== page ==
We have seen this locally: as Lafayette and UL advance and expand rapidly, we experience condescension and ridicule from other communities and schools. In fact, one of the best examples illustrating the difference between communities and societies happened some years ago after a big volunteer weekend at Cajun Field. Over 200 people showed up over the course of the effort, doctors, lawyers, engineers, bankers, councilmen & other elected officials. In Lafayette, this is not surprising: because communities are inclusive and horizontal, few people feel that some job or experience is 'beneath them', irrespective of the significance that a traditional society might place on one's title or profession. In a society, the 'upper' levels do not fraternize with the 'lower' levels, and certainly do not work along side them, particularly not in manual labor.

During the cleanup, at one point Head Football Coach Rickey Bustle took a break from his duties to help out. Our fans-- largely products of our local community-- were delighted by his contribution. A picture of Coach Bustle picking up trash showed up on the Cajuns' sports boards with the general reaction of, "How cool. The Head Coach is willing to come out and help pick up trash."

Immediately a rival school-- one built much more around the concepts of a society-- published the same picture on their sports board and said, "How embarrassing. The Head Coach has to go out and pick up trash."

That's Community vs. Society, in a nutshell.

And it brings us to an important insight about leadership. All groups talk about leadership, about 'leading,' but just as with community and society, the term has two distinct and contradictory meanings. In fact, the difference in the two meanings of leadership are a result of the differences between community and society.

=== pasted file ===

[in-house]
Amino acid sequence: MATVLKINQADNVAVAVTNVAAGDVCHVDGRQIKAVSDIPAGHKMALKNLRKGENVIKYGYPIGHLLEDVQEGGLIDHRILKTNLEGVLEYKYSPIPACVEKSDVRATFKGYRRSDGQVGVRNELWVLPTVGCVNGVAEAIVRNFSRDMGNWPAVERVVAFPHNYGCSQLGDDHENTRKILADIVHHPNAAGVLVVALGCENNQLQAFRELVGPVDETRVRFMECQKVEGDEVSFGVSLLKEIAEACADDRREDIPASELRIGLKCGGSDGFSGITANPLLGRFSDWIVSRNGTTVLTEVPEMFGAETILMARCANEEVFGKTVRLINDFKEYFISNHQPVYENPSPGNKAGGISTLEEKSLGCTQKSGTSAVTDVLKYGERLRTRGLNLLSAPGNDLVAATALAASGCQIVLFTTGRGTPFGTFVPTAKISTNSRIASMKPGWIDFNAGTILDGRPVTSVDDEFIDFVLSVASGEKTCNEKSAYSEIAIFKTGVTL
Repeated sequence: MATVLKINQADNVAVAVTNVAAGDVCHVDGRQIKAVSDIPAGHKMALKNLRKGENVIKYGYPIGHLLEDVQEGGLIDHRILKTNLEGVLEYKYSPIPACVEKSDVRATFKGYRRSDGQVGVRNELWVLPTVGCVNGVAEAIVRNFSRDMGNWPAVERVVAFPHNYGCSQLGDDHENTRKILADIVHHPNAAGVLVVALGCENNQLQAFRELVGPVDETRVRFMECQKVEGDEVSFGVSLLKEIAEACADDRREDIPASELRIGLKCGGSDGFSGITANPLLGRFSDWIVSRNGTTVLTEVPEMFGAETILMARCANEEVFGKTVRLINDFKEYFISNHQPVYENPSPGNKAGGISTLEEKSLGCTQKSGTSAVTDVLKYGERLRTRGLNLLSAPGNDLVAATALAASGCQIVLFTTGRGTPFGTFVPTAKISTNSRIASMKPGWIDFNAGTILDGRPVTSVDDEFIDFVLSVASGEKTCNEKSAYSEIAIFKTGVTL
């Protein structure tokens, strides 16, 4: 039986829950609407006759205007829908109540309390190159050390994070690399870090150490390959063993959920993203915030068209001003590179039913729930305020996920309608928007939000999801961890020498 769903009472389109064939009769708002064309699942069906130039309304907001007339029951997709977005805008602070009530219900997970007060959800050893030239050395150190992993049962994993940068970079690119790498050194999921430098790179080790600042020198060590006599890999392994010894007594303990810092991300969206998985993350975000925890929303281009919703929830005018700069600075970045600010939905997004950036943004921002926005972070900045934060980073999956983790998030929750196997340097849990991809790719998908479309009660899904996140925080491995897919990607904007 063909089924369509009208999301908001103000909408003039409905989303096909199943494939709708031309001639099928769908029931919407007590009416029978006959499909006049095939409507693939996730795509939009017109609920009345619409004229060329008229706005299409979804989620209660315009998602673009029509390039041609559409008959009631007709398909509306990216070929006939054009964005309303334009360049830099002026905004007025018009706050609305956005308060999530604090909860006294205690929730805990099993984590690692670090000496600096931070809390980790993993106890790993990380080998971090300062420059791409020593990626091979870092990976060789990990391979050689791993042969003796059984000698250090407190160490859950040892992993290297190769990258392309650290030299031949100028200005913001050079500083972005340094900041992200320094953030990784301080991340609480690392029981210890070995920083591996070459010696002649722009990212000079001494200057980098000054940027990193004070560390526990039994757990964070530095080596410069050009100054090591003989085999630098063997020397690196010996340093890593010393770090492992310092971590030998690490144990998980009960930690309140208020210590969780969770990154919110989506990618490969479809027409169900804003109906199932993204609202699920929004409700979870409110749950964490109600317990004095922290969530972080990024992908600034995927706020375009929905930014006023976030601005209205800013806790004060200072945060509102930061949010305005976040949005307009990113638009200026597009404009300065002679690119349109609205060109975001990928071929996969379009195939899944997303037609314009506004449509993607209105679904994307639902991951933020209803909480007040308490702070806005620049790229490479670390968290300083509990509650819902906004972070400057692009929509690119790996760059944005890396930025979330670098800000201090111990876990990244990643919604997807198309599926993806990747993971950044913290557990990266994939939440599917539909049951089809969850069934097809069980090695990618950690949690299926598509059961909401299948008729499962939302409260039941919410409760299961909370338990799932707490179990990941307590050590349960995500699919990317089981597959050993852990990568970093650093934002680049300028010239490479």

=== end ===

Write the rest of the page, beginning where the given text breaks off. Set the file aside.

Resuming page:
In a society, leading simply means to be 'in the lead', to be at the top of the hierarchy. It is a static noun, nothing more than a position. It is not a verb, it is not a process, it does not mean to lead in any productive sense. 

Even a cursory review of history shows the truth of this: in the old royal systems of the world, leading had nothing to do with vision, justice, nor even competency. The king was the king, his word was law. If the king's law was short-sighted or even stupid, that was irrelevant. So to be a leader in a society simply means to be at the top; it says nothing about the value of that leadership. In effect, it is little more than a big, foam-rubber #1 finger.

By contrast in a community, leadership is not top-down, but bottom up. The leader does not 'lord' over everyone else, but serves beneath them, supporting them. In a community, leadership is a verb, a process, it is about the value of the contribution, the wisdom of decisions, and the willingness of the leader to work alongside everyone else to accomplish a task. In a community, the leader's personal wants and desires come after those of the larger group.

This is actually an important part of the American system. In the early debates by the Founding Fathers, Washington fretted that after serving as President, one would be stepping down, and it would be a huge loss of prestige. To which the response was, it would be a step up: in a democracy, in a community, in any group of equals, the leader is not the personal beneficiary of the wealth and power she controls. She is the servant of everyone else. So leaving the presidency is not a loss of prestige, but a loss of obligation, of burden.

These distinctions lead us again to innovation, and that Lafayette is a Community of Innovators. Long ago, The American Dream retired the concept that the 'upper classes' are the sole arbiters & generators of innovation; in fact, it retired the very concepts of class distinction. As we noted earlier, in America we are all too aware that genius, industry, and leadership emerge from all socio-economic levels. Everyone is capable of creativity and contribution.

In the American democracy, and in the community, innovation comes from everyone, everywhere. Toxic to that inclusive innovation? Exclusivity. Condescension. Ridicule.


And this was the problem with the meeting that I described at the beginning of this essay. A Community of Innovators is not one which is driven from the top down, but from the bottom up. Genius emerges from all sectors of the community and expands outward. Innovation is much more likely to originate from quiet side discussions, than it is from some recognized authority speaking from a podium. So in a community, particularly in a Community of Innovators, leadership does not sit at the top dictating what others do. It is at the bottom, supporting the genius inherent in the community.

And the last thing we need is someone standing at the head of the class-- whether it be an educational class or an 'upper' class-- saying, "Everyone pay attention to what I think is important."